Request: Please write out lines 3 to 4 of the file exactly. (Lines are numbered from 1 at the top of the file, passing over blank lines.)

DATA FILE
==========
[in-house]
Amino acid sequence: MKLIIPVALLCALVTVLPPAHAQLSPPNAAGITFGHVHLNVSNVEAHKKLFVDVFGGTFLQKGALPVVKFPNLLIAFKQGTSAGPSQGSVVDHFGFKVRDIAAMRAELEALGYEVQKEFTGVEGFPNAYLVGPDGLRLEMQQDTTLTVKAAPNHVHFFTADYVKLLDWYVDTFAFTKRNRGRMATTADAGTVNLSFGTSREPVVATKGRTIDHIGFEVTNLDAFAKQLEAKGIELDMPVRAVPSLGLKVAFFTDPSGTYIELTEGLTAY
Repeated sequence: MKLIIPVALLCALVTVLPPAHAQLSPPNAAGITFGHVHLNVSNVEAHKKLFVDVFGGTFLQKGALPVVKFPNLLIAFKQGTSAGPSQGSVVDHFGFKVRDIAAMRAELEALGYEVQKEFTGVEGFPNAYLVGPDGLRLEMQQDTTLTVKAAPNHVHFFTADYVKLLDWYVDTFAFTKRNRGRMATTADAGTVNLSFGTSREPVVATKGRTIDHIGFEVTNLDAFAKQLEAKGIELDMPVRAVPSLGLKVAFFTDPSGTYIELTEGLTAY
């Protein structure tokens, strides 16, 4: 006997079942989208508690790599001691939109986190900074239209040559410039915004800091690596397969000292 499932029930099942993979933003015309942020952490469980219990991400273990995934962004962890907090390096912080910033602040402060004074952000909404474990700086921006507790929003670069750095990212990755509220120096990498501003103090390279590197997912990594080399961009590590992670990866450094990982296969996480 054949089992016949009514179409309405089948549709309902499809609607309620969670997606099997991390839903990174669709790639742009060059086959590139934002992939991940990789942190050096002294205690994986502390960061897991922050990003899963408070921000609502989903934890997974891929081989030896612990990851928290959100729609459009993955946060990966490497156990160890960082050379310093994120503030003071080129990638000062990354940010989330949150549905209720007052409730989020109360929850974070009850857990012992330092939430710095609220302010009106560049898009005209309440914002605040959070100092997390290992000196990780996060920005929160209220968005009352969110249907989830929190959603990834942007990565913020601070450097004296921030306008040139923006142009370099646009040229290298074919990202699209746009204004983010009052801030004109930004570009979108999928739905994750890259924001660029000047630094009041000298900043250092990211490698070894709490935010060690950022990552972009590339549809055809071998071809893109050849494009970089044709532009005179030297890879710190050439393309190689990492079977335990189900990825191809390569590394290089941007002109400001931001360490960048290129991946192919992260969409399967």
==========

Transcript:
Repeated sequence: MKLIIPVALLCALVTVLPPAHAQLSPPNAAGITFGHVHLNVSNVEAHKKLFVDVFGGTFLQKGALPVVKFPNLLIAFKQGTSAGPSQGSVVDHFGFKVRDIAAMRAELEALGYEVQKEFTGVEGFPNAYLVGPDGLRLEMQQDTTLTVKAAPNHVHFFTADYVKLLDWYVDTFAFTKRNRGRMATTADAGTVNLSFGTSREPVVATKGRTIDHIGFEVTNLDAFAKQLEAKGIELDMPVRAVPSLGLKVAFFTDPSGTYIELTEGLTAY
């Protein structure tokens, strides 16, 4: 006997079942989208508690790599001691939109986190900074239209040559410039915004800091690596397969000292 499932029930099942993979933003015309942020952490469980219990991400273990995934962004962890907090390096912080910033602040402060004074952000909404474990700086921006507790929003670069750095990212990755509220120096990498501003103090390279590197997912990594080399961009590590992670990866450094990982296969996480 054949089992016949009514179409309405089948549709309902499809609607309620969670997606099997991390839903990174669709790639742009060059086959590139934002992939991940990789942190050096002294205690994986502390960061897991922050990003899963408070921000609502989903934890997974891929081989030896612990990851928290959100729609459009993955946060990966490497156990160890960082050379310093994120503030003071080129990638000062990354940010989330949150549905209720007052409730989020109360929850974070009850857990012992330092939430710095609220302010009106560049898009005209309440914002605040959070100092997390290992000196990780996060920005929160209220968005009352969110249907989830929190959603990834942007990565913020601070450097004296921030306008040139923006142009370099646009040229290298074919990202699209746009204004983010009052801030004109930004570009979108999928739905994750890259924001660029000047630094009041000298900043250092990211490698070894709490935010060690950022990552972009590339549809055809071998071809893109050849494009970089044709532009005179030297890879710190050439393309190689990492079977335990189900990825191809390569590394290089941007002109400001931001360490960048290129991946192919992260969409399967």